How to Give Feedback to Writers
Good feedback makes good writing — and good writer-client relationships — possible.
The way that communication happens can make or break a partnership. But not all feedback is created equal. Giving feedback in the right way teaches writers more about what a client does or does not want, and it communicates information that will inform future collaborations. Feedback given in the wrong way, however, wears down a partnership and can often make the finished product worse.
We strive for relationships with our clients where edits have a clear purpose, teach us something about our clients, and help us become more efficient and effective writers in the future. In a fast-moving environment, it’s not always easy to give the kind of feedback we need to move forward — but there are things any client can do to work with us in a productive, effective way.
Here are our top tips for giving good feedback to writers and getting great work in return:
Feedback should always be specific enough to teach a writer what to do and what not to do in the future.
Vague edits — like, “This draft just isn’t what I was picturing” — can be a good starting point to opening up a dialogue, but feedback will have to get more specific before edits can be made. After receiving vague feedback, your writer will likely respond with a lot of questions for you, like:
What don’t you like about it?
What exactly were you picturing?
What do I need to change?
How do I make this piece better?
Essentially, vague feedback takes the writer back to the drawing board without an idea of what their client wants or why, and leaves open a sea of other possibilities that could maybe be the one they want. This often leads to a writer creating multiple different versions of a single assignment in search of “the right one” — which can overwhelm and delay the production process.
Clear, specific communication is key when it comes to feedback to eliminate unnecessary steps. Don’t worry…feelings will not be hurt! Be specific about what it is you like or don’t like, so your writer doesn’t need to guess. Taking a couple of extra minutes to reflect and give detailed feedback can cut down on a lot more back-and-forth and result in quicker delivery of a product you like.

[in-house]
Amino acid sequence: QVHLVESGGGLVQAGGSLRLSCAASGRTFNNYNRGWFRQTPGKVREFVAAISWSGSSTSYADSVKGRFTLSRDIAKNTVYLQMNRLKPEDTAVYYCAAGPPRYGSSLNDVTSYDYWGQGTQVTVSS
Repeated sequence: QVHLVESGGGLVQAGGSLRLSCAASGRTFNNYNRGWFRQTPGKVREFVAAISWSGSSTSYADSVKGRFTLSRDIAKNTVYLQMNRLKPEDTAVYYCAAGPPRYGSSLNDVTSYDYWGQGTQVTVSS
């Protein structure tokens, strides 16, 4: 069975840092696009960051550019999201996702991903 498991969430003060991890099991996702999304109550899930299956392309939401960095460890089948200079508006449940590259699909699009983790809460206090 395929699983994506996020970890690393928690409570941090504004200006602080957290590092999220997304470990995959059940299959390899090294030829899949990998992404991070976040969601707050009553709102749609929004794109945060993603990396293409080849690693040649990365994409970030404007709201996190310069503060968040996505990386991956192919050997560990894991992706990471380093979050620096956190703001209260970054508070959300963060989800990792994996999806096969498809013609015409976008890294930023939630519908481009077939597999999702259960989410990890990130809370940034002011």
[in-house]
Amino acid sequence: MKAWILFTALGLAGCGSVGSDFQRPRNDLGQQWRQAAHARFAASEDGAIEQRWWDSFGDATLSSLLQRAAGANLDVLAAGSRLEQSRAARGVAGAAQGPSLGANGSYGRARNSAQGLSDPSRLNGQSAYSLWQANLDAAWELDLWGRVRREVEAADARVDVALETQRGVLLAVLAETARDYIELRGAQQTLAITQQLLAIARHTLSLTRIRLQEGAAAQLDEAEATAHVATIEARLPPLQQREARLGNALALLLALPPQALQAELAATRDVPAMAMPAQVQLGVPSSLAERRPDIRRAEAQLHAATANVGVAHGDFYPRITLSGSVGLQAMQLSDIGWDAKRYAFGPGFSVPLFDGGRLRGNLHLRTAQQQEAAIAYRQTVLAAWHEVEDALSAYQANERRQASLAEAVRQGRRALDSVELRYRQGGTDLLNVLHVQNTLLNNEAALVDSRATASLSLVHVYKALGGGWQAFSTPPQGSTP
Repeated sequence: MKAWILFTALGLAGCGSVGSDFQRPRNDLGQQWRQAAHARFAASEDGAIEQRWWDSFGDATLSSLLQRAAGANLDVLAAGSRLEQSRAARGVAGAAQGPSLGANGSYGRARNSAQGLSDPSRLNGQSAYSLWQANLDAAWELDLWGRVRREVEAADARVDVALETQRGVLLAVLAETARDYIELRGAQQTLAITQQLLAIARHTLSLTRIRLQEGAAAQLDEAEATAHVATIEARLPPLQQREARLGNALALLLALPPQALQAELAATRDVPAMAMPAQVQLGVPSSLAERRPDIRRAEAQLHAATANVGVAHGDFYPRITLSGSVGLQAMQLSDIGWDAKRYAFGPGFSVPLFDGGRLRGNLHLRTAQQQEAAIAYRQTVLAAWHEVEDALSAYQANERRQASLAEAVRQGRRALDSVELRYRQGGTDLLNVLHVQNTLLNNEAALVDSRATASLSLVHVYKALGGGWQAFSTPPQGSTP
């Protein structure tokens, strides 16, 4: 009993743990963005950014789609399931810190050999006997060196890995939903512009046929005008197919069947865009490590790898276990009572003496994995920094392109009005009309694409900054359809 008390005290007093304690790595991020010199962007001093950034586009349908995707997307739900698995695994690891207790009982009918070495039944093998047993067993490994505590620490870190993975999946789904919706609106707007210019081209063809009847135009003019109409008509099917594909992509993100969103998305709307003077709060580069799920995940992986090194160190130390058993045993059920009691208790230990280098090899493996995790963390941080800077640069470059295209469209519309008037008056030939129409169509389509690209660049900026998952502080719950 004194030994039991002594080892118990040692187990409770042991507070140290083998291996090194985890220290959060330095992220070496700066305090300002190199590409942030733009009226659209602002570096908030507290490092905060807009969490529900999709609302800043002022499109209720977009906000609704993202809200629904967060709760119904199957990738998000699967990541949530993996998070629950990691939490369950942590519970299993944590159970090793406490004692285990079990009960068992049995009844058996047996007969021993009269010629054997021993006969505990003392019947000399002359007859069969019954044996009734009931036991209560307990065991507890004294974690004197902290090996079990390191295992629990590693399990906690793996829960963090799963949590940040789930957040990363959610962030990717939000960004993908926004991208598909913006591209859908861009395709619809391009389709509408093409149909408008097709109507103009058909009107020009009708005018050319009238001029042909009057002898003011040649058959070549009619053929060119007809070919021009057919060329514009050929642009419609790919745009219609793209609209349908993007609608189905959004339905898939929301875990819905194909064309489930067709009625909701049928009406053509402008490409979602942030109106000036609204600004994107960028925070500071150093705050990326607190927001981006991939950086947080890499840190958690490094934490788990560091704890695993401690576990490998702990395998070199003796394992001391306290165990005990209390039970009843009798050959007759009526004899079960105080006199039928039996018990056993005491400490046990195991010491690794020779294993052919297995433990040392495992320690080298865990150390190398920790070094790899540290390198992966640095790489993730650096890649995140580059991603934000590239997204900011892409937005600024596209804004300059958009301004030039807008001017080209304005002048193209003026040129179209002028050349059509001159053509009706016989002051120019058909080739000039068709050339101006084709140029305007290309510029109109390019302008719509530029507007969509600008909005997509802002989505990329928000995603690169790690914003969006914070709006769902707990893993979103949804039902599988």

Give direction — not just edits.
It’s great to rely on your writers for great writing, but make sure to recognize the expertise you bring to the table. Here are a few ways to communicate that direction well:
First, communicate your expectations before you see a draft. How long should the draft be? What’s the tone of the piece? What’s the deadline? While it’s important to foster a collaborative relationship with your writers, they do need your help with where to start.
Be sure to also give the why behind your edits. As writers, we want to learn and grow with our clients — so we want to hear the purpose behind feedback so we can incorporate it and apply it to future work. As the client/writer relationship evolves, there will ideally be fewer and fewer edits needed over time. Specific feedback with purpose plays a huge part in making that partnership work and grow.
Don’t know where to start? One good trick is to show your writers examples of pieces you do like, and start the conversation that way.
Make sure your edits add something.
As an approver, it’s easy to make changes based on how you would write something. But there’s a difference between editing to make something better, and just making it different. Making that distinction can be difficult — especially when you’re working quickly and under pressure — but remember that every edit you make should have a reason behind it.
A second problem that often causes over-editing is what we call “death by committee” — having too many approvers involved. We suggest picking one or two people that your team trusts to give feedback and approve, and stick with that decision. Too many cooks in the kitchen can slow the process down and turn any piece bland.
Overall, remember that being an approver doesn’t mean you have to add something every time. It just means you’re working with writers to produce something great. The end goal for us is to be able to write for clients without needing edits, because we learn and grow together until we’re fully on the same page.
Trust your writers.
Essentially, it all comes down to this: trust your writers. We’re here to work with you and to help you achieve your goals — and we want to have a good partnership just as much as you do.
Understand that some of our choices are data-driven, and listen to our reasons for what we do. And we’re always happy to take direction and feedback to incorporate into our work and make it better, every time.